8pm: Day done
A full wrap up of the action will follow, but this much is known for sure: Oscar Lima, a 23-year-old from Zaragoza, Spain, is our chip leader. He has 132,000.
That puts him marginally ahead of Jani Sointula (123,950) and then Anatolii Ozhenilok (108,125).
Ahead of that comprehensive wrap, why not spend a few minutes sandwiched between Laura Cornelius and Marcin Horecki.
7.50pm: “Six more hands! Six more hands!”
Okay, the players weren’t exactly chanting for six more hands to be played – we certainly weren’t – but that’s the number we’ll be playing before the bagging and tagging takes place. Juha Helppi was offered a selection of cards. He chose… unwisely. Six more. — RD
7.44pm: Sointula puts the hurt on Baroni
Irene Baroni took off her headphones, crossed her arms and sat back staring the board and at Jani Sointula. She was not happy. Baroni had three-bet Sointula to 2,800 out of the big blind and had been four-bet to 6,800. The Italian had made the call to see a J♣8♣5♠ flop and check-called 9,500. The 4♠ turn changed little and Sointula fired 17,000. This was obviously not part of the game plan for Baroni and that’s the point she went deep into the tank. She had enough to raise, but certainly very little fold equity for anything that Sointula held bar complete air.
The clock was called and was counted all the way down to two seconds, at which point Baroni mucked her hand leaving herself with around 40,000.
“Dame, dame,” said Baroni to a friend on the rail – or that’s what her Italian sounded like to me.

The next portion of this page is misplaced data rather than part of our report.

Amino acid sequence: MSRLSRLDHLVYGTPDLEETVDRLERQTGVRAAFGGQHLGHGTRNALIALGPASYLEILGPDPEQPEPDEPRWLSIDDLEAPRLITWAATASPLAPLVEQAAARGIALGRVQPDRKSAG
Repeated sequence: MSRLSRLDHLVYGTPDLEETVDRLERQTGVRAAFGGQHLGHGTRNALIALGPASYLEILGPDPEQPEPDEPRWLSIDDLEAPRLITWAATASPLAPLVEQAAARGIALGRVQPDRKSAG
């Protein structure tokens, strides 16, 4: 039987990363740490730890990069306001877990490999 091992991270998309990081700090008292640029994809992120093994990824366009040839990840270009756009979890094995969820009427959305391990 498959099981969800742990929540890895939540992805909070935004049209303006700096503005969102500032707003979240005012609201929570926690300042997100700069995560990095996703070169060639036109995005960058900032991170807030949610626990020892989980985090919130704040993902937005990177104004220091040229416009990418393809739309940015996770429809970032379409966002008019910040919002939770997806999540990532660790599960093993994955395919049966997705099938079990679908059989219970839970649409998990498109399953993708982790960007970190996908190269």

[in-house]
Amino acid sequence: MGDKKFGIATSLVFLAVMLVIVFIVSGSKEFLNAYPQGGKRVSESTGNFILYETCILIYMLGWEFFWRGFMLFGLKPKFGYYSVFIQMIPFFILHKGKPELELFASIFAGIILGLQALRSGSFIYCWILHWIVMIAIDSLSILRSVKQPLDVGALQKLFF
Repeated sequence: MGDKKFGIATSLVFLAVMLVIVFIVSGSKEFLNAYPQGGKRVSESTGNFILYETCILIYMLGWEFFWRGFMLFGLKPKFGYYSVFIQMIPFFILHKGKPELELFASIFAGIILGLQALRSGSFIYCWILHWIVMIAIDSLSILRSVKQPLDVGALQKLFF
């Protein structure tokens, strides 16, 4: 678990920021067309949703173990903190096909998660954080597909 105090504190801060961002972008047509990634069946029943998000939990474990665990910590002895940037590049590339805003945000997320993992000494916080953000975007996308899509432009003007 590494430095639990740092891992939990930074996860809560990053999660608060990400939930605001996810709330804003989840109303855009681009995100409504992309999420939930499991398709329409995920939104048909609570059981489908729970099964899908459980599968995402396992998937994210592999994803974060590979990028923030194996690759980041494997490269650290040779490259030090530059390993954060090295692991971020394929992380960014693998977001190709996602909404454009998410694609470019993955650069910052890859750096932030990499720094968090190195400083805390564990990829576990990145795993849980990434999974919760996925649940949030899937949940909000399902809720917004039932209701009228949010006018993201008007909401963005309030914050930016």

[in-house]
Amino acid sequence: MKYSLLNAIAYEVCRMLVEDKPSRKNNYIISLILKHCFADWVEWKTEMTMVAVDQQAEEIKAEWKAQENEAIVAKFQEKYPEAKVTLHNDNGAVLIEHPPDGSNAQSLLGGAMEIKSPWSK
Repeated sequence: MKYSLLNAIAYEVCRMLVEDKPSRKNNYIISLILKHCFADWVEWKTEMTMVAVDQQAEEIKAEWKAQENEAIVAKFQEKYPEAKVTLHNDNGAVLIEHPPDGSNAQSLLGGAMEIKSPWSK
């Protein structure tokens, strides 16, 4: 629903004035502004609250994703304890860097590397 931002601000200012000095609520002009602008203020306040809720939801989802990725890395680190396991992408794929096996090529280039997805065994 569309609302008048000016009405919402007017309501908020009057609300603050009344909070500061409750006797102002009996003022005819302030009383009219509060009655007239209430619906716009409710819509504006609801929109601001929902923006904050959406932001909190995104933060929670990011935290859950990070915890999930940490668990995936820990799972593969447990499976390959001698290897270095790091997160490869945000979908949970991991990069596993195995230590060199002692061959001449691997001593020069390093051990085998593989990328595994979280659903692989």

Did that mean queen-queen? If so, it was a big tough fold. Sointula up to around 115,000. — RD
7.30pm: Hair today, gone tomorrow
Into the final level of the day Jani Sointula was in sight of the lead, but he just took a knock, slipping down to 85,000 from his previous position on more than 100k.
Few players can chart the evolution of the EPT like Jani Sointula, whose long blond hair, about two feet long from the scalp, marks the passage of EPT time like rings around a tree. Just to put it in perspective, the halfway point of his long mane came out of his follicles at about the time of EPT Kyiv two seasons ago. While the bits next to be cut (he had a few inches lopped off a few weeks ago) emerged sometime around the time Sander Lylloff won EPT4 Barcelona.
For reference an EPT starting stack back then was 10,000 and Ryan Air didn’t charge you any extra to check-in at the airport. — SB
7.15pm: Baroni fails to barrel river on table of big stacks
There are a lot of stacks of 80,000 or more now and three of are on Jani Sointula’s table (including the big man himself). Dmitry Vitkind, who final tabled this event last year, is one of them as is Anatolii Ozhenilok who is moving along nicely on 87,000 after tangling with Irene Baroni after holding on with pocket eights after an early position raise.
Baroni would almost certainly have moved Ozhenilok off his hand had she fired a third barrel on the 5♦A♥5♣2♥5♠ board. She didn’t and was forced to showdown 10♦7♦, snorting with derision at Ozhenilok’s pocket pair.
Any of the three – Sointula, Vitkind or Ozhenilok – could easily finish the day as chip leader, especially if they clash with each other. — RD
7.10pm: Stelmak sticks around
Two hands ago, Dmitry Stelmak had about 3,000 chips. But he flopped two pair with his mighty ten-seven off-suit and got paid off by Vicenzo Apicella’s top-pair of tens. Then he doubled again through the same player.
It was folded to Stelmak on the button and he moved all for what was then 6,900. Apicella called from the small blind, and had the perfect chance to wrest back what he had lost the hand before.
Stelmak had K♣J♥ which was behind Apicella’s A♣3♥. But when the board ran K♦10♠Q♠9♥A♥, Stelmak had made a straight. He now has close to 30 big blinds, so can start moving again. — HS
7.05pm: Minieri gets the prize